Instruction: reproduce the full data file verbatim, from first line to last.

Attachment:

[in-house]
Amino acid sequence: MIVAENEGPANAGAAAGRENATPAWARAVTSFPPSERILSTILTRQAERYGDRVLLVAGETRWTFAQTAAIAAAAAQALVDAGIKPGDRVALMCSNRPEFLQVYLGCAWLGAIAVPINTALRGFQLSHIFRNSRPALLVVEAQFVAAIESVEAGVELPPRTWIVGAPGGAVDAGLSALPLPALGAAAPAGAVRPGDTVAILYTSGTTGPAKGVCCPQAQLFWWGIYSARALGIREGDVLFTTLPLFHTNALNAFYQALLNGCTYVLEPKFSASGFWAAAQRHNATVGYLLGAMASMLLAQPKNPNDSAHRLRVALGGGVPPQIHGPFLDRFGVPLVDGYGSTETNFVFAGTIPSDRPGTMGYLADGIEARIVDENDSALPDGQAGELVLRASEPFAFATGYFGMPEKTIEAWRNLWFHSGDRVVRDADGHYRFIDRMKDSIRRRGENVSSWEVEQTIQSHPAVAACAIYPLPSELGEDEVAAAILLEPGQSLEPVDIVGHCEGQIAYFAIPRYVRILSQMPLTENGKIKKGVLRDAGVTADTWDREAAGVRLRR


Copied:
[in-house]
Amino acid sequence: MIVAENEGPANAGAAAGRENATPAWARAVTSFPPSERILSTILTRQAERYGDRVLLVAGETRWTFAQTAAIAAAAAQALVDAGIKPGDRVALMCSNRPEFLQVYLGCAWLGAIAVPINTALRGFQLSHIFRNSRPALLVVEAQFVAAIESVEAGVELPPRTWIVGAPGGAVDAGLSALPLPALGAAAPAGAVRPGDTVAILYTSGTTGPAKGVCCPQAQLFWWGIYSARALGIREGDVLFTTLPLFHTNALNAFYQALLNGCTYVLEPKFSASGFWAAAQRHNATVGYLLGAMASMLLAQPKNPNDSAHRLRVALGGGVPPQIHGPFLDRFGVPLVDGYGSTETNFVFAGTIPSDRPGTMGYLADGIEARIVDENDSALPDGQAGELVLRASEPFAFATGYFGMPEKTIEAWRNLWFHSGDRVVRDADGHYRFIDRMKDSIRRRGENVSSWEVEQTIQSHPAVAACAIYPLPSELGEDEVAAAILLEPGQSLEPVDIVGHCEGQIAYFAIPRYVRILSQMPLTENGKIKKGVLRDAGVTADTWDREAAGVRLRR